Where Does Tanzanite Come From?
As mentioned earlier, Tanzanite is particularly unique in that it only forms in Tanzania. All the Tanzanite in the world all comes from Tanzania.
In 1967, a giant fire scorched most of the grass and earth surrounding Mount Kilimanjaro, revealing the rare stones. They had turned a bright blue-violet after being subjected to heat, making them easy to spot.
Maasai herders who were tending to their livestock first found the stones. After notifying prospector Manuel d’Souza, the government quickly approved permits to begin mining. They initially thought they were mining sapphire but soon realized it was a never-before-seen variation of zoisite.
More than 2 million carats of tanzanite was mined before the local government began regulation. In a 2012 independent study, it was found that just one of the four tanzanite mining blocks will deplete in about 30 years at current production rates.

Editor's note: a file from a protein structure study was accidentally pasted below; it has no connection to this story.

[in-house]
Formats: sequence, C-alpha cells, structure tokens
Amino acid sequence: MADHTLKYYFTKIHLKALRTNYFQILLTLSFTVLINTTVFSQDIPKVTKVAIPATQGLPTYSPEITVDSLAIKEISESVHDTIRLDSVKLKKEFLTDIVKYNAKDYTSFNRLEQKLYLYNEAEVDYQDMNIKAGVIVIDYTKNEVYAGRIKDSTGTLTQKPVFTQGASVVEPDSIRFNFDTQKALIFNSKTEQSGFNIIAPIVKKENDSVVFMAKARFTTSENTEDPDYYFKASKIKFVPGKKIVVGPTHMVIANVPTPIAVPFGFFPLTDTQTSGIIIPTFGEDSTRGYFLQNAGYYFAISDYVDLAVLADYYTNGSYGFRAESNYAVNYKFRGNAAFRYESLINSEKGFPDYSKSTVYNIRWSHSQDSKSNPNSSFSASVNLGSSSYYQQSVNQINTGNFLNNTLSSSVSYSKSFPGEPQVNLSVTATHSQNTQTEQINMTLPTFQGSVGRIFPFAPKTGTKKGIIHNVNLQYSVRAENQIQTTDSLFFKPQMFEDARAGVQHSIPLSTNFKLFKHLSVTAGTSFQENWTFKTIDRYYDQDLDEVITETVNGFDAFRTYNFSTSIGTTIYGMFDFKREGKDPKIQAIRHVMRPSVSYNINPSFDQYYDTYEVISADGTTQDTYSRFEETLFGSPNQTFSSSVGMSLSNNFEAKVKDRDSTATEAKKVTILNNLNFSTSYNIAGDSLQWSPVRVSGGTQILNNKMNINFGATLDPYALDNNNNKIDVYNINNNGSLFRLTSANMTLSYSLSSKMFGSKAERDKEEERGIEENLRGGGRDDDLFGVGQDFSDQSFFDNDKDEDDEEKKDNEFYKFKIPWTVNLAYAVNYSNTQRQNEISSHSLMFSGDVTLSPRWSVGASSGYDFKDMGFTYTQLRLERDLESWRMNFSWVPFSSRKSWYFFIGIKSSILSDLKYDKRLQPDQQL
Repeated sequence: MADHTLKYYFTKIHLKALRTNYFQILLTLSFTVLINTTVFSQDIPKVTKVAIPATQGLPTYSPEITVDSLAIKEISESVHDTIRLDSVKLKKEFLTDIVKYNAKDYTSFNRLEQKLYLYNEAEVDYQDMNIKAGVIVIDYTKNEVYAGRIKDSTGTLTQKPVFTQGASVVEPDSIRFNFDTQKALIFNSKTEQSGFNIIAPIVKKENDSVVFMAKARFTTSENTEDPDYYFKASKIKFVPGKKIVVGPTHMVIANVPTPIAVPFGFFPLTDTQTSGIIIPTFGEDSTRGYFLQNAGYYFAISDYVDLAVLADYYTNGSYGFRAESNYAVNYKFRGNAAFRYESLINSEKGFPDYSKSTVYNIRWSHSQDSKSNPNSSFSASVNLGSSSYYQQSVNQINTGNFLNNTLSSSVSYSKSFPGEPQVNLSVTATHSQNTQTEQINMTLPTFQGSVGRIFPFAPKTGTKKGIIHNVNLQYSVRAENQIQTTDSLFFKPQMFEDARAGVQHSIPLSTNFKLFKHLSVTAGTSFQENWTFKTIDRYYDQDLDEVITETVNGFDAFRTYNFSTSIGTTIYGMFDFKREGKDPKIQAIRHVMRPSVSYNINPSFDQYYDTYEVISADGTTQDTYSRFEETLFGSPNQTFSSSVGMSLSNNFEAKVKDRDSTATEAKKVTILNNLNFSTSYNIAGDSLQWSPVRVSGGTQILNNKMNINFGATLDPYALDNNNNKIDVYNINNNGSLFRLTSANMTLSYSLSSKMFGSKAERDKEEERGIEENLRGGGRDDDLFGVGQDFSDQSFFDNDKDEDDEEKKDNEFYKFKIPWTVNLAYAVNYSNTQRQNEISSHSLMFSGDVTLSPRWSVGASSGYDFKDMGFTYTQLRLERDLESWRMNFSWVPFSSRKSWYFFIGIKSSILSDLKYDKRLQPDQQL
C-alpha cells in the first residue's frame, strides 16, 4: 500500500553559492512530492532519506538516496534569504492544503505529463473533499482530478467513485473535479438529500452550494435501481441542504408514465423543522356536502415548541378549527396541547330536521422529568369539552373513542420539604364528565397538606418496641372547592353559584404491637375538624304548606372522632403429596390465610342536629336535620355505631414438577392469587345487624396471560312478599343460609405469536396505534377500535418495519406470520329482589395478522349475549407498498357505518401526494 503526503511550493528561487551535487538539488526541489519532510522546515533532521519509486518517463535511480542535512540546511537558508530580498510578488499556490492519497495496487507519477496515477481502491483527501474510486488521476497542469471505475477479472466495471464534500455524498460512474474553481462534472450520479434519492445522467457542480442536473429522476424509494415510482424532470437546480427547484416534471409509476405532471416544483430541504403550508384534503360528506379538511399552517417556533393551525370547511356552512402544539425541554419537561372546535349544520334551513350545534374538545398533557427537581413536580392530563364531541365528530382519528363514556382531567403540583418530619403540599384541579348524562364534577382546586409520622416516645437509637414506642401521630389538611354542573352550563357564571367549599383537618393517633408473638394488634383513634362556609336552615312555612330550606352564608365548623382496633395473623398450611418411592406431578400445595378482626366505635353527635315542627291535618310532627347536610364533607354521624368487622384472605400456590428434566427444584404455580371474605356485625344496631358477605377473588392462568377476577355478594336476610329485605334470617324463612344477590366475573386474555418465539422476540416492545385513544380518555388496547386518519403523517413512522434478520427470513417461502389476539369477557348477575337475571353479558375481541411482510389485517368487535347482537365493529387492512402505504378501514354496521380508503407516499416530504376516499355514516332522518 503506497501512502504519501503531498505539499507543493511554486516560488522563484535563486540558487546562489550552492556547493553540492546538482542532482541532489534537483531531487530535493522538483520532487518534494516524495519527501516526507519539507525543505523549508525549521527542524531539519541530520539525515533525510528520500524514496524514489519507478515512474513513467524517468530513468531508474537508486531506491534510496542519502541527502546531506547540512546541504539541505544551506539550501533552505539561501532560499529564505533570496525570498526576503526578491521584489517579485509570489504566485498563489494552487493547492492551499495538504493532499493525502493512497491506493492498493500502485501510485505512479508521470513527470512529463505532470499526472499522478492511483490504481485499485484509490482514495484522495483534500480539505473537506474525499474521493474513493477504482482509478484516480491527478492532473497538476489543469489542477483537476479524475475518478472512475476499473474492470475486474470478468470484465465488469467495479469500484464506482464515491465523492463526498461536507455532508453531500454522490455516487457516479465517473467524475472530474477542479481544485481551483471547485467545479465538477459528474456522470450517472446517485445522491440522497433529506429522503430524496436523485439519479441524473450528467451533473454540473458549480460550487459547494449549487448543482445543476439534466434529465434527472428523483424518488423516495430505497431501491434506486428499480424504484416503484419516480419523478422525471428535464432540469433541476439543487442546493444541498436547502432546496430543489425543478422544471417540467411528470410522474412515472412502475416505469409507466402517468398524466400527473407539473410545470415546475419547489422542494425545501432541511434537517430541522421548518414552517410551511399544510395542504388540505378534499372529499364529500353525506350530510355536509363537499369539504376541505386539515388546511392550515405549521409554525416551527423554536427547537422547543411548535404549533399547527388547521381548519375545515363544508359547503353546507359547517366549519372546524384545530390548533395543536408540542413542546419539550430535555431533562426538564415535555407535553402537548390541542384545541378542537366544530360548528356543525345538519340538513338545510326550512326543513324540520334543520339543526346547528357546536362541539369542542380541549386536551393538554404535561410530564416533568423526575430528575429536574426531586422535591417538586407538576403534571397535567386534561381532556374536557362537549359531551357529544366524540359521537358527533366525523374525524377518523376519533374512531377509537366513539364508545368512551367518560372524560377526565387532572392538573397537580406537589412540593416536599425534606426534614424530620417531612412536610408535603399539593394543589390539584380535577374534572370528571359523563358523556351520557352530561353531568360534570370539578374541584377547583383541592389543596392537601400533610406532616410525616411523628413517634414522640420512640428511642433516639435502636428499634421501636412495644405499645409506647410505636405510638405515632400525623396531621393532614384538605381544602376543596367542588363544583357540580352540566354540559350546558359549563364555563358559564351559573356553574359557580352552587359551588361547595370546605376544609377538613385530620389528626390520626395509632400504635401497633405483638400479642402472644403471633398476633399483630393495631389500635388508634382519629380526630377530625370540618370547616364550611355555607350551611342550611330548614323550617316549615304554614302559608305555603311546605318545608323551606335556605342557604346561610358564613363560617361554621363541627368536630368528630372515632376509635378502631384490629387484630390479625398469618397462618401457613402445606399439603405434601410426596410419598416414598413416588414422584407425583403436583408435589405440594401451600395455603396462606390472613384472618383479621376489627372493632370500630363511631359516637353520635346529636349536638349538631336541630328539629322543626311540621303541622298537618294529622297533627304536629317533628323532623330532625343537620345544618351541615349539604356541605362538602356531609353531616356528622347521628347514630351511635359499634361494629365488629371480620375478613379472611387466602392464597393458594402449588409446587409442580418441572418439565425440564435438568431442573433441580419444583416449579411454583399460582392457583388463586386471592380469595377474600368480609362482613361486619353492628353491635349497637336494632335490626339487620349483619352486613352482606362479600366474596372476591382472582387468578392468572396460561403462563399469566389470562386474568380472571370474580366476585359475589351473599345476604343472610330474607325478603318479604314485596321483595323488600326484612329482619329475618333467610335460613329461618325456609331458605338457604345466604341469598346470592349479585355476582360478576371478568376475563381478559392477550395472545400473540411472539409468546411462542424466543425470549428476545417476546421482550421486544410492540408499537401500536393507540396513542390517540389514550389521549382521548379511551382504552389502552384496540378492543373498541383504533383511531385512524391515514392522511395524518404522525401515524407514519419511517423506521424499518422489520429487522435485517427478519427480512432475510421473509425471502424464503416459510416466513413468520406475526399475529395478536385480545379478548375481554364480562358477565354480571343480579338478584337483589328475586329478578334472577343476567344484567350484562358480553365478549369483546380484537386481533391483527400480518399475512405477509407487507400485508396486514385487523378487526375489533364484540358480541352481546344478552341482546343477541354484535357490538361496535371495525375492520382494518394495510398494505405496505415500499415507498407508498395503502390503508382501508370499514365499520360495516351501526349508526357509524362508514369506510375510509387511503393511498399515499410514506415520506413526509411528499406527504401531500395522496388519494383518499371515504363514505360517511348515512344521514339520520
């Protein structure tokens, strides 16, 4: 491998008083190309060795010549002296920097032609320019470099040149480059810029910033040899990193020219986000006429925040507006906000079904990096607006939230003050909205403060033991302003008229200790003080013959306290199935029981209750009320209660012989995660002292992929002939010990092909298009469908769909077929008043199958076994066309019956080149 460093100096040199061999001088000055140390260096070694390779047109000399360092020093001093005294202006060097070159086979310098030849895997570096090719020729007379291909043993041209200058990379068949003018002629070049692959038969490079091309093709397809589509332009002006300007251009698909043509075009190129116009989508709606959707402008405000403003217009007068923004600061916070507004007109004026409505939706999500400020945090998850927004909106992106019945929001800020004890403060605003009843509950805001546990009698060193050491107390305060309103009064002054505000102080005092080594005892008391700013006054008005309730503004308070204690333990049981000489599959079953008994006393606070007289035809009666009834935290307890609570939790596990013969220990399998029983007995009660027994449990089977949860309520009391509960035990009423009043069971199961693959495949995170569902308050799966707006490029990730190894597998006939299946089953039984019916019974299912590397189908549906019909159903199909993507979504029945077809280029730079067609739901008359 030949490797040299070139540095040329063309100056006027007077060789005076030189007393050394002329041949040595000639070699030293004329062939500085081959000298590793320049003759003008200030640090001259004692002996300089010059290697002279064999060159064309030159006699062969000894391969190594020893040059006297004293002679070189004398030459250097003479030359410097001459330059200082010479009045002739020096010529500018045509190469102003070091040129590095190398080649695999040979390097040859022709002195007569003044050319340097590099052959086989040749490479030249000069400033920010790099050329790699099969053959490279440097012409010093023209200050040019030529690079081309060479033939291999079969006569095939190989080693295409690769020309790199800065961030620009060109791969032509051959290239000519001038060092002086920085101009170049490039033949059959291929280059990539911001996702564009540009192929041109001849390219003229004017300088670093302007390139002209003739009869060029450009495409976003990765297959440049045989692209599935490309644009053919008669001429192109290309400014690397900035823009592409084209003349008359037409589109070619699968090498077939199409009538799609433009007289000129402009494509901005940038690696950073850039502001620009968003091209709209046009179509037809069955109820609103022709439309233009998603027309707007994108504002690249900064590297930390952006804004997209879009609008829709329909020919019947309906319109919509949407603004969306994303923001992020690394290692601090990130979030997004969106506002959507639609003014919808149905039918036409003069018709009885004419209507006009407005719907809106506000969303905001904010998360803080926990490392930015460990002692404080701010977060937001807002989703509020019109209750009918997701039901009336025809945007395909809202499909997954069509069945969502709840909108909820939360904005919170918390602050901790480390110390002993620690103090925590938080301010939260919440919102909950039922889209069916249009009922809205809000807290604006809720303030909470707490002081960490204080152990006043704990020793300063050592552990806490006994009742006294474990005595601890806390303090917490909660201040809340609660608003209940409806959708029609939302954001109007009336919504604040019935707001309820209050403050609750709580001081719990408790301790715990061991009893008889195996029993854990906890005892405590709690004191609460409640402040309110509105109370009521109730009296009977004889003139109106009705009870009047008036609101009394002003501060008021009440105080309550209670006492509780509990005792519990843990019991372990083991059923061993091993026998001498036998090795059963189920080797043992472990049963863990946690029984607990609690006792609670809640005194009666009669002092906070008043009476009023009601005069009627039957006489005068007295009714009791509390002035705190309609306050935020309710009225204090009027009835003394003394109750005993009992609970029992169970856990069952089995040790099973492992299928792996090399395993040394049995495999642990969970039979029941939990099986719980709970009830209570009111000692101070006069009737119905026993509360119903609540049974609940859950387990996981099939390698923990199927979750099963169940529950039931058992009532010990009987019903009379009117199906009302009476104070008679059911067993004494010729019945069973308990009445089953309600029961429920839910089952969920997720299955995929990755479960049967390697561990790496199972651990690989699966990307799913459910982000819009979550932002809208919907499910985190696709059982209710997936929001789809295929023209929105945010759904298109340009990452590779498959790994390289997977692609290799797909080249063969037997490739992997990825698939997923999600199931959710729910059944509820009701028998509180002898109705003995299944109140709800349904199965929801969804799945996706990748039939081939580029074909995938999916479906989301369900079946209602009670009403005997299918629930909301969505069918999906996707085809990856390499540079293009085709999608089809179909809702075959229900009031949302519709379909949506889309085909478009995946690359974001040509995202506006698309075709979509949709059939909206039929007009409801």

Colors of Tanzanite
Tanzanite generally appears violet-blue in color, but will occasionally feature natural burgundy or brown hues. Some tanzanite is heat-treated within the earth and does not need further treatment. Others need to be heat-treated to bring out the blues that make them so valuable.
December’s youngest birthstone does not follow the same process as other heat-treated gems. While others are treated at over 1,000 degrees Fahrenheit for several days, tanzanite is treated around 600 degrees for less than one hour. Only very rarely is tanzanite not-heat treated at all.
Physical Properties of Tanzanite
Tanzanite lands at about 6.5 on the Mohs Hardness Scale. It is fairly durable but is still susceptible to surface damage if dropped or scratched.